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Free agent workforce on the rise

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By Mark Atterby

There’s a growing trend towards what is being termed as a “free agent” workforce. A free agent works independently for themselves, including self-employed workers, freelancers, independent contractors and temporary workers. These free agents can be employed to create teams to manage specific projects and tasks.

Global economies and tight labour markets have driven the increase in the number of individuals classified as ‘temporary workers.’ This has generated a tremendous pool of talent for employers, one that can help a business to scale, grow, and diversify in new and creative ways. The rise of the ‘free agent economy’ can also signal an empowering and gratifying change for workers, but the transition from full-time to freelance can be a tough one.

Organisations are increasingly relying on teams of free agents to tackle particular jobs. The teams formed can operate within an organisations existing environment or join a virtual environment. These virtual teams work interdependently and with shared purpose across space, time, and organisational boundaries using technology to communicate and collaborate.

Virtual team members can be located across a country or across the world, rarely meet face-to-face, and can include members from different cultures. More and more people, in Australia and overseas are choosing to work this way, because they seek the freedom, flexibility and entrepreneurial benefits associated with an independent working style.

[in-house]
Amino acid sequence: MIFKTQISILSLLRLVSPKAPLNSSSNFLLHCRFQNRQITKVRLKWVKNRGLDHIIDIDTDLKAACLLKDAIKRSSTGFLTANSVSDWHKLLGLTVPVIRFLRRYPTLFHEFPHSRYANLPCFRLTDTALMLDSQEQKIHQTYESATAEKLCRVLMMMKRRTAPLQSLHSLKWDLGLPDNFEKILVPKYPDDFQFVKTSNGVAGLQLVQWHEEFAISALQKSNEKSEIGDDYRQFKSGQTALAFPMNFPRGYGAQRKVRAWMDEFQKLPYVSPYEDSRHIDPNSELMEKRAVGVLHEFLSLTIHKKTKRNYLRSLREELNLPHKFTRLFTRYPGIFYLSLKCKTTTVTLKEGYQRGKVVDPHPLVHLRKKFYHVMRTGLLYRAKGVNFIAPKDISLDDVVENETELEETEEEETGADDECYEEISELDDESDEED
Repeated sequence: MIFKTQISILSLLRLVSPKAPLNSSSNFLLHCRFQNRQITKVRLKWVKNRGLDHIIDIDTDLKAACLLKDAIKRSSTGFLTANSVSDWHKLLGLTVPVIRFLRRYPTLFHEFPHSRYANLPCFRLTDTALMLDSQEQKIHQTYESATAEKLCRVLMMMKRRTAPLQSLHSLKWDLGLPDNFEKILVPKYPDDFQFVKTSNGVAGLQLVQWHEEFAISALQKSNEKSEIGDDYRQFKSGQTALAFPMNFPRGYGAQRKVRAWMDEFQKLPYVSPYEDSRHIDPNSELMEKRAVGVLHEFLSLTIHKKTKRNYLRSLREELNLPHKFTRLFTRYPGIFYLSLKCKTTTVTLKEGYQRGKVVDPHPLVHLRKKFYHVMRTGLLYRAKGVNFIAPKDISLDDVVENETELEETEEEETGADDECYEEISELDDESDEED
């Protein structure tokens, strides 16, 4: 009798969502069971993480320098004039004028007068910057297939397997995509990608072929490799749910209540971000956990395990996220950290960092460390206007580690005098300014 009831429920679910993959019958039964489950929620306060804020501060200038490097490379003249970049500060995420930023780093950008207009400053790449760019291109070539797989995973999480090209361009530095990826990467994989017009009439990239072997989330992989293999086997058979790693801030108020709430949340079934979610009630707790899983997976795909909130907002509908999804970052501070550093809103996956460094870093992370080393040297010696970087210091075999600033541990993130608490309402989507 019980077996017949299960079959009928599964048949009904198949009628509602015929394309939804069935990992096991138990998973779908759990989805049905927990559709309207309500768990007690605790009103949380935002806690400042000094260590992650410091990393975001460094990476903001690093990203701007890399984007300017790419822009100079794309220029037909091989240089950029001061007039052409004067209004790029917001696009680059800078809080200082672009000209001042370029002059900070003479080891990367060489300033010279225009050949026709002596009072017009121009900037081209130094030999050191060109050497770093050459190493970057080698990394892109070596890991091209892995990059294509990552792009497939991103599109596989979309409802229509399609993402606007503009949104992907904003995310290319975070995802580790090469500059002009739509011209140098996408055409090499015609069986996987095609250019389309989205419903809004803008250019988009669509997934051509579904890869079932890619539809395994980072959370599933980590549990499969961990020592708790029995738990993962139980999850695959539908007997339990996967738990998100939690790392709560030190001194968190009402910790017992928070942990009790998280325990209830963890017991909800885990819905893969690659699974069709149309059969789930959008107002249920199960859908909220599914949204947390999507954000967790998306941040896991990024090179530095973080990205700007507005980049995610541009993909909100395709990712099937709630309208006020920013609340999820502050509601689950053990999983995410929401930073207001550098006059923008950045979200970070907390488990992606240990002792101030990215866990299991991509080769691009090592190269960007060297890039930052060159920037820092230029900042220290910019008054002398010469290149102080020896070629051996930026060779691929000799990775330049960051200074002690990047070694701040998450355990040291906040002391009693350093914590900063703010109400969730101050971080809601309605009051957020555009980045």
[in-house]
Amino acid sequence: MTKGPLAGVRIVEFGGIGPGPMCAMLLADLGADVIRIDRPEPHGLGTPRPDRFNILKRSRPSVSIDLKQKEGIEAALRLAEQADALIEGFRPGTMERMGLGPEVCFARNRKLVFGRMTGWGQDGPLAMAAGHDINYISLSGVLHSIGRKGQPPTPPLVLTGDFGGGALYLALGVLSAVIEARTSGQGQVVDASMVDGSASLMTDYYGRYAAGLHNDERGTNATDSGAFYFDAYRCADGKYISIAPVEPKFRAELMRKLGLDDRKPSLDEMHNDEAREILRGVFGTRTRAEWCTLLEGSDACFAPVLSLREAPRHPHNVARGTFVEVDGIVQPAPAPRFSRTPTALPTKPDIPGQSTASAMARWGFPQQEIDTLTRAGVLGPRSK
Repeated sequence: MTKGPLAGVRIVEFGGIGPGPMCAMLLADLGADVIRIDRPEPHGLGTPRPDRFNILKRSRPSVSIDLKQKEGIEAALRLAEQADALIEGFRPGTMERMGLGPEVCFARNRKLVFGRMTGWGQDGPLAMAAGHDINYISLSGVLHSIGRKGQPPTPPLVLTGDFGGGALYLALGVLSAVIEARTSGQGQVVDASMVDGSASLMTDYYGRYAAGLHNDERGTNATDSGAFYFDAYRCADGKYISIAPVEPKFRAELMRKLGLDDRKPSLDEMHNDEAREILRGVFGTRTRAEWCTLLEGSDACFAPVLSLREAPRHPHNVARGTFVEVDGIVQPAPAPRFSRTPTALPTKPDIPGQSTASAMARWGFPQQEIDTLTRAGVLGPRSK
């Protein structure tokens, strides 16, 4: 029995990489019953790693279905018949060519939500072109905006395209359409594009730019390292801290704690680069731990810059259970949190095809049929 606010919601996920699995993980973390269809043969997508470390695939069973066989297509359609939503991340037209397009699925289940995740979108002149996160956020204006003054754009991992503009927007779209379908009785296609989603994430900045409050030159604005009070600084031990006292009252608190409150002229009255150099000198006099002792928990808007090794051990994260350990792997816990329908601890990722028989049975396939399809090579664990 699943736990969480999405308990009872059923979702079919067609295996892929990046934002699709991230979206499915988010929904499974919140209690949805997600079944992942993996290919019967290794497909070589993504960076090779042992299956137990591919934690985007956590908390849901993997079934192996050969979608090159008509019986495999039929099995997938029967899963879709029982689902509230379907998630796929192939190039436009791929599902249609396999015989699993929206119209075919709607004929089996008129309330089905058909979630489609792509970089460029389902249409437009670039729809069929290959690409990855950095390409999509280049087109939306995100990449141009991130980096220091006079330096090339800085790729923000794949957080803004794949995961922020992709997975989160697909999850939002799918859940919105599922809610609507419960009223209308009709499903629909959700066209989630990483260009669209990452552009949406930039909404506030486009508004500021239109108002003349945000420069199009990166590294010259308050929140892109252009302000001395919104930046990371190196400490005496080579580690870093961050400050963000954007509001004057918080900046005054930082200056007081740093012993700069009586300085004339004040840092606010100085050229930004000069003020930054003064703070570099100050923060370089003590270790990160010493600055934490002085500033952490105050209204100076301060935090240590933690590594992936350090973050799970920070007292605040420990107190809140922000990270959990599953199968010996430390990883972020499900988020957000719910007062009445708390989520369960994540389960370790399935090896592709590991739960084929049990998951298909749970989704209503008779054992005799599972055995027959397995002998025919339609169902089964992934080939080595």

Utilising online portals such as freelancer.com and odesk.com, employers can create and dissolve teams of professionals as and when they are needed. The benefits to employers include:

  • Reduced labour cost and Total Cost of Ownership (TCO)
  • Manage skills shortage and access to critical capabilities
  • Align development capabilities with business priorities
 

However, according to a recent report in the Australian Financial Review, some business leaders consider the current mechanisms to have significant limitations.

Susan Ferrier, KPMG’s national head of people performance and culture, was quoted “In order to stay competitive and increase our productivity we need to constantly look for different ways to have talent come in and out of our business in a way that’s nimble and agile,” she said.

The problem, Ferrier highlights, is how does one ensure quality and the right talent is being brought in when people are being engaged through a faceless online service.

And how do organisations integrate these ever changing teams of contractors, not just from a functional point of view but in terms of culture and are fully engaged with the values and the mission statement of the organisation.

Though they offer flexibility and reduced costs, the management of these teams makes the HR function more complex.


September 5, 2014
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